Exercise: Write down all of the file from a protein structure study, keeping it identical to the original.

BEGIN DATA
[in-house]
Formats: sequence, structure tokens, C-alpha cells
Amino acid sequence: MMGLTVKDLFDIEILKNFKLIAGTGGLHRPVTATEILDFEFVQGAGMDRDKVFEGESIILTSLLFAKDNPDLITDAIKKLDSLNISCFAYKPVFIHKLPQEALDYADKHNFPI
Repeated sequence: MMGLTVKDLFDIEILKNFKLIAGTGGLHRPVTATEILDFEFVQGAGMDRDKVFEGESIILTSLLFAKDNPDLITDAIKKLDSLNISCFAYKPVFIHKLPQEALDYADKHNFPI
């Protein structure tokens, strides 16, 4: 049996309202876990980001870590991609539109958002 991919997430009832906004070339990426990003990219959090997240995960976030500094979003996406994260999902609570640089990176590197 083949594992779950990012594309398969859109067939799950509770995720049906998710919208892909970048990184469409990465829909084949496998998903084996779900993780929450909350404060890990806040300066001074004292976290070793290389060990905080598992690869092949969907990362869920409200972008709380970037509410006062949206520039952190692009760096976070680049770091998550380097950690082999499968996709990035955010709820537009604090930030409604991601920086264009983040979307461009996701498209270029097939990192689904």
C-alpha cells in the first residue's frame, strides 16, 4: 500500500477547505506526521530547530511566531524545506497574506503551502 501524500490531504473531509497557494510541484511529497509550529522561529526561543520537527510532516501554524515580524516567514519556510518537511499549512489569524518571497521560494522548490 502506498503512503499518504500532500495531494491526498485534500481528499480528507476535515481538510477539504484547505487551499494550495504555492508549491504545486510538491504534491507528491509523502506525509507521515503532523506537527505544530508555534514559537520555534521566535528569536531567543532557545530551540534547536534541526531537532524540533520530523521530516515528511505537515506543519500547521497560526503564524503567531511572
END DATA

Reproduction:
[in-house]
Formats: sequence, structure tokens, C-alpha cells
Amino acid sequence: MMGLTVKDLFDIEILKNFKLIAGTGGLHRPVTATEILDFEFVQGAGMDRDKVFEGESIILTSLLFAKDNPDLITDAIKKLDSLNISCFAYKPVFIHKLPQEALDYADKHNFPI
Repeated sequence: MMGLTVKDLFDIEILKNFKLIAGTGGLHRPVTATEILDFEFVQGAGMDRDKVFEGESIILTSLLFAKDNPDLITDAIKKLDSLNISCFAYKPVFIHKLPQEALDYADKHNFPI
């Protein structure tokens, strides 16, 4: 049996309202876990980001870590991609539109958002 991919997430009832906004070339990426990003990219959090997240995960976030500094979003996406994260999902609570640089990176590197 083949594992779950990012594309398969859109067939799950509770995720049906998710919208892909970048990184469409990465829909084949496998998903084996779900993780929450909350404060890990806040300066001074004292976290070793290389060990905080598992690869092949969907990362869920409200972008709380970037509410006062949206520039952190692009760096976070680049770091998550380097950690082999499968996709990035955010709820537009604090930030409604991601920086264009983040979307461009996701498209270029097939990192689904």
C-alpha cells in the first residue's frame, strides 16, 4: 500500500477547505506526521530547530511566531524545506497574506503551502 501524500490531504473531509497557494510541484511529497509550529522561529526561543520537527510532516501554524515580524516567514519556510518537511499549512489569524518571497521560494522548490 502506498503512503499518504500532500495531494491526498485534500481528499480528507476535515481538510477539504484547505487551499494550495504555492508549491504545486510538491504534491507528491509523502506525509507521515503532523506537527505544530508555534514559537520555534521566535528569536531567543532557545530551540534547536534541526531537532524540533520530523521530516515528511505537515506543519500547521497560526503564524503567531511572